Richard Lucas 12th March 2020
This article is about how to manage and be managed when working remotely, both at work and in private life. I’m sharing examples of what I am doing and also some resources.
I run and participate in global and local events, and am used to the challenging process of trying to be effective when working remotely. While I have experience, I don’t see myself as an expert. Leaders such as Michal Sliwinski of Nozbe has written extensively on Remote Working for example here .
You can listen to him on my podcast here
I want to share my perspective, and hope my lessons, experience and advice are useful.
1. Getting used to working remotely is your responsibility.
Whether you are an employee, manager, director, or founder you will need to get more of your stuff done on line and remotely. This is not panic, just a fact.
You must focus of staying healthy and sane, staying as productive and effective as possible, to support your core commitments to yourself, your family, friends, staff, co-workers, organisations you work for, support or lead. Like everything else there are better and worse ways of getting things done.
Managing your own “Working at Home” processes
- Get control of your diary. Time passes whether you manage it or not. Have a prioritised daily “to do or “task” list. Review at the end of the day whether you succeeded in getting done what you wanted to get done. If you don’t know, can’t answer, it wasn’t a good plan, and improve your plan for the next day. If you are failing, work on improving your planning.
- Be disciplined: use a diary, know what you are meant to be doing during the day. Set yourself deadlines and keep to them.
- Start work at the same time as you would start work if things were normal (or earlier).
- Use the time you save by not travelling productively. Ask “what can I learn or read?” or “who can I catch up with? not “What Netflix series can I re-watch?”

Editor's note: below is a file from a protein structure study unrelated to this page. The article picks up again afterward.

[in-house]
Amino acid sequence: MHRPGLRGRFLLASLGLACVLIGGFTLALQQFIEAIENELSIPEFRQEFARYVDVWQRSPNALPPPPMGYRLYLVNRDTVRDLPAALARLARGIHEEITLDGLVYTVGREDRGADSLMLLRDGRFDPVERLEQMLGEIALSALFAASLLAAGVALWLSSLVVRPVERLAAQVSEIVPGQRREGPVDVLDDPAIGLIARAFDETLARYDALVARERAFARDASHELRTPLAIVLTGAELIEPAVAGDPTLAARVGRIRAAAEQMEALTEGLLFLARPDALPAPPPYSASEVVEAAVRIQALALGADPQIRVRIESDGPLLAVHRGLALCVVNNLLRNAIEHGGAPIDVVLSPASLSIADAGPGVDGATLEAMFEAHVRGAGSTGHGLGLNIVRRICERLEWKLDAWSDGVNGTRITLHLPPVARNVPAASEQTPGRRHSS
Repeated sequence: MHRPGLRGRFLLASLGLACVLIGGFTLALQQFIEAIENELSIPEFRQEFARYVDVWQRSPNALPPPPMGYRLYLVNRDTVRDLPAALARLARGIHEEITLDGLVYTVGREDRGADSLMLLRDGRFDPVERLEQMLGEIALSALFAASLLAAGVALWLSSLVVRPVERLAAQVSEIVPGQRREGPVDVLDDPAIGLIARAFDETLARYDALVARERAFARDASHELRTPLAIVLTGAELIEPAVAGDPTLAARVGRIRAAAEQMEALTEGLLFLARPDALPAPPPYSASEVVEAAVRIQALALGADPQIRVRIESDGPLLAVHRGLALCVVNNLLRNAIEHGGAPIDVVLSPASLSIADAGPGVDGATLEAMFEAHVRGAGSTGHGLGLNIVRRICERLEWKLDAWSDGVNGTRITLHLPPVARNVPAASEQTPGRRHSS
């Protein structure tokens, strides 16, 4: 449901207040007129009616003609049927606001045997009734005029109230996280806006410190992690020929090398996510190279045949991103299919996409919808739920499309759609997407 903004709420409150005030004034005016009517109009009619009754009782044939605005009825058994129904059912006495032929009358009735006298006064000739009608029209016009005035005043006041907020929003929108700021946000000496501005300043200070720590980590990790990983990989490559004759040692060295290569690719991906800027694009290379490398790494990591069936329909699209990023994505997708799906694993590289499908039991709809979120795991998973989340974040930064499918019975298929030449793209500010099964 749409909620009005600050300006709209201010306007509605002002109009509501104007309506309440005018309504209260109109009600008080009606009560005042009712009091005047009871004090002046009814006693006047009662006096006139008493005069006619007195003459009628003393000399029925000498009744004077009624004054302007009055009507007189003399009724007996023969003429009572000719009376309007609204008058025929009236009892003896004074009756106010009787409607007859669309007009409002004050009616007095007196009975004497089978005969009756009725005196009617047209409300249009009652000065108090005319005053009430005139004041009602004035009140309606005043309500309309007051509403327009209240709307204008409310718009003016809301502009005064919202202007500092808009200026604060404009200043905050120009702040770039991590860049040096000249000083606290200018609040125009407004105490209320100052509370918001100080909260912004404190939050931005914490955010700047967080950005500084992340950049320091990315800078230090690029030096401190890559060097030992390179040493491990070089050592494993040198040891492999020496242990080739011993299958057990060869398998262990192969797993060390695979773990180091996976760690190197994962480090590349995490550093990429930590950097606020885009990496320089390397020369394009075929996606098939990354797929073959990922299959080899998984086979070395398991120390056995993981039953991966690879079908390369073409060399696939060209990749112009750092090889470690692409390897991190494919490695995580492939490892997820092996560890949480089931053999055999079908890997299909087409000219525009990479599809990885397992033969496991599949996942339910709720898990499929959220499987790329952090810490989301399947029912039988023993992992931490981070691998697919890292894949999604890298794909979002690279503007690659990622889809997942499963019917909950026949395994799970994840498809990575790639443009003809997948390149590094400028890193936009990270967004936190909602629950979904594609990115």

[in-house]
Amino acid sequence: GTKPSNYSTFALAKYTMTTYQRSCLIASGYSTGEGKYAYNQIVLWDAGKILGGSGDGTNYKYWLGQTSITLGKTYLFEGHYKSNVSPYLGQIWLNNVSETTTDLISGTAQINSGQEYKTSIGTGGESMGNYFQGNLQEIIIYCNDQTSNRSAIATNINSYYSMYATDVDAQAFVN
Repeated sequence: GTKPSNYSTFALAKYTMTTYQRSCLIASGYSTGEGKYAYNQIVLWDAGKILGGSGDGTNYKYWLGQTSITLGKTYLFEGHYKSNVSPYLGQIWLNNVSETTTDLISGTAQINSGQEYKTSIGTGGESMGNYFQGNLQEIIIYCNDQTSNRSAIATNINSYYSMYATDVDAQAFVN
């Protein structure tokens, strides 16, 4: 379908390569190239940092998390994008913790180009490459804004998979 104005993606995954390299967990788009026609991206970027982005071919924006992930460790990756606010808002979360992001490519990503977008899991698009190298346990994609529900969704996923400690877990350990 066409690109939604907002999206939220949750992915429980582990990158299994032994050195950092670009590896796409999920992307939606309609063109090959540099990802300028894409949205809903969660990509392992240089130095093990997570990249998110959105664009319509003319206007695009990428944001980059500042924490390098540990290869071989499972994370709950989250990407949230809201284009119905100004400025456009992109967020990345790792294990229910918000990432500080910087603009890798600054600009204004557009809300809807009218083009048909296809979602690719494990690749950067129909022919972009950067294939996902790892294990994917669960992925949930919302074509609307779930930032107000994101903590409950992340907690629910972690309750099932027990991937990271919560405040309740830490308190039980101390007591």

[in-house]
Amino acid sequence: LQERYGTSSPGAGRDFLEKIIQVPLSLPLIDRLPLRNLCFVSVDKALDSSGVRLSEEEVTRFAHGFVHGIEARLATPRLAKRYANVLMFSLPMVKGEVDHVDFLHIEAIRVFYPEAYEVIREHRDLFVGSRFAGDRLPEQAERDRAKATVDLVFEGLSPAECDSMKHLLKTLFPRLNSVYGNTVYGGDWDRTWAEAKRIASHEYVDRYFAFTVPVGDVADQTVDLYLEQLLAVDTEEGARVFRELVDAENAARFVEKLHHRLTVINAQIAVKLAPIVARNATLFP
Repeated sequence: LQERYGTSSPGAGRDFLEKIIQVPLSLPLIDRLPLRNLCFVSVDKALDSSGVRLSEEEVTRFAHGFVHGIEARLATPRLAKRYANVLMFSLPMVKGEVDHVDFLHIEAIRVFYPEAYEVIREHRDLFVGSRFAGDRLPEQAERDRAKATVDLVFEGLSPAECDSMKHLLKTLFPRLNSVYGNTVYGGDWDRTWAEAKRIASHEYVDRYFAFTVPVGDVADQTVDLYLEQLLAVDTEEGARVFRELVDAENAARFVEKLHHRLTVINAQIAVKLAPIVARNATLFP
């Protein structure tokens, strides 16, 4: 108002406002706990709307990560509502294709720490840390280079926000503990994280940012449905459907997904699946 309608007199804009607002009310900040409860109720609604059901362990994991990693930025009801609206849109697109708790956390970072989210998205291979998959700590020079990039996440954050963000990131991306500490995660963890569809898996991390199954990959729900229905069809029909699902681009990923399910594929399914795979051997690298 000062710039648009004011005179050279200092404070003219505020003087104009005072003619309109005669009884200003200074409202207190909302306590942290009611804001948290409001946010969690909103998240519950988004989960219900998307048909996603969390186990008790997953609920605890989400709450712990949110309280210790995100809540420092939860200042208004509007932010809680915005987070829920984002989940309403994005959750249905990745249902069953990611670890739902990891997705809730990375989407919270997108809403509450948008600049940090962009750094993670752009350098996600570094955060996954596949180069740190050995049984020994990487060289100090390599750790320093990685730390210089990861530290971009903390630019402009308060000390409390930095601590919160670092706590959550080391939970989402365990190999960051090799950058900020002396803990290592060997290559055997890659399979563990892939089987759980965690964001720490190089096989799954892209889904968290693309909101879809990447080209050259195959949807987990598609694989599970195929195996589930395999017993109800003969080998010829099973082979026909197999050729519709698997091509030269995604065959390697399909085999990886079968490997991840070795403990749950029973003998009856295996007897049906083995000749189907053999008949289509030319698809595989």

- Tell family members you live with about your planned home working routines and that you need their support to make them work.
- Over communicate with your co-workers and managers. As well as documenting what you have done every day, on a shared online resource like a Google Drive (dropbox, company intranet etc), send an email to your manager letting her or him know what you have done, and talk to them. Make checking in with your boss(es) a daily habit.
Managing other people remotely
The way you manage will be tested. A manager needs the trust of their team, and trust is built through regular contact and two way communication.
1 Over communicate (true for employees, even more true for managers)
A good manager will be in daily contact with her (or his) staff so she knows what their ‘directs’ (people who report to them) have done, are working on, and the challenges they face. In addition to your weekly one on ones, and daily team meetings, which can all be done online, schedule extra calls because of the remote-ness . If you are a manager (but not CEO) you should be in a situation where, when your boss calls you, you will be able to tell them what the status is on all your deliverables up to the end of the previous working day. That means keeping on top of what your directs have done and are working on, reading their reports, talking and listening to them.